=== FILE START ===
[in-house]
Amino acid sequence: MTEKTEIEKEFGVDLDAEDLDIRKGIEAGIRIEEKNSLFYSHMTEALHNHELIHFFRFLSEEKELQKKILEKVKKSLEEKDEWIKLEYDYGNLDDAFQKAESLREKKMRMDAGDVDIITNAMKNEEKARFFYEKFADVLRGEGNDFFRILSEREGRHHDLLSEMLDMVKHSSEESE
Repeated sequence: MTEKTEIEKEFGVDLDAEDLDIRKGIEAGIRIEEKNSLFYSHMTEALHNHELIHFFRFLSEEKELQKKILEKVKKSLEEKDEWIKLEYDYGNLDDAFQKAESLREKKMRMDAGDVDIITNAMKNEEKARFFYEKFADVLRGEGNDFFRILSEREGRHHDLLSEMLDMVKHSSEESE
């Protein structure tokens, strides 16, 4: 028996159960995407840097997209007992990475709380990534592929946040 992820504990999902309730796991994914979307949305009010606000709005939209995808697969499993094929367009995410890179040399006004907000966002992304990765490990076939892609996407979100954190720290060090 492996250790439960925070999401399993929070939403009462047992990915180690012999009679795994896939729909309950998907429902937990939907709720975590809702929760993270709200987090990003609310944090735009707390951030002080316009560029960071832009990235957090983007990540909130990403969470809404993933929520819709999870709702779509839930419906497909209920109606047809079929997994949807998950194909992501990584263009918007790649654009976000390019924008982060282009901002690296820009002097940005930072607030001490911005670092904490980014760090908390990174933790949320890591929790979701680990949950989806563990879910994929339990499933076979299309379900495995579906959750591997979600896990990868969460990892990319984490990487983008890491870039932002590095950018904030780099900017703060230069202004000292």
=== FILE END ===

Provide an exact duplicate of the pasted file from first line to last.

[in-house]
Amino acid sequence: MTEKTEIEKEFGVDLDAEDLDIRKGIEAGIRIEEKNSLFYSHMTEALHNHELIHFFRFLSEEKELQKKILEKVKKSLEEKDEWIKLEYDYGNLDDAFQKAESLREKKMRMDAGDVDIITNAMKNEEKARFFYEKFADVLRGEGNDFFRILSEREGRHHDLLSEMLDMVKHSSEESE
Repeated sequence: MTEKTEIEKEFGVDLDAEDLDIRKGIEAGIRIEEKNSLFYSHMTEALHNHELIHFFRFLSEEKELQKKILEKVKKSLEEKDEWIKLEYDYGNLDDAFQKAESLREKKMRMDAGDVDIITNAMKNEEKARFFYEKFADVLRGEGNDFFRILSEREGRHHDLLSEMLDMVKHSSEESE
């Protein structure tokens, strides 16, 4: 028996159960995407840097997209007992990475709380990534592929946040 992820504990999902309730796991994914979307949305009010606000709005939209995808697969499993094929367009995410890179040399006004907000966002992304990765490990076939892609996407979100954190720290060090 492996250790439960925070999401399993929070939403009462047992990915180690012999009679795994896939729909309950998907429902937990939907709720975590809702929760993270709200987090990003609310944090735009707390951030002080316009560029960071832009990235957090983007990540909130990403969470809404993933929520819709999870709702779509839930419906497909209920109606047809079929997994949807998950194909992501990584263009918007790649654009976000390019924008982060282009901002690296820009002097940005930072607030001490911005670092904490980014760090908390990174933790949320890591929790979701680990949950989806563990879910994929339990499933076979299309379900495995579906959750591997979600896990990868969460990892990319984490990487983008890491870039932002590095950018904030780099900017703060230069202004000292």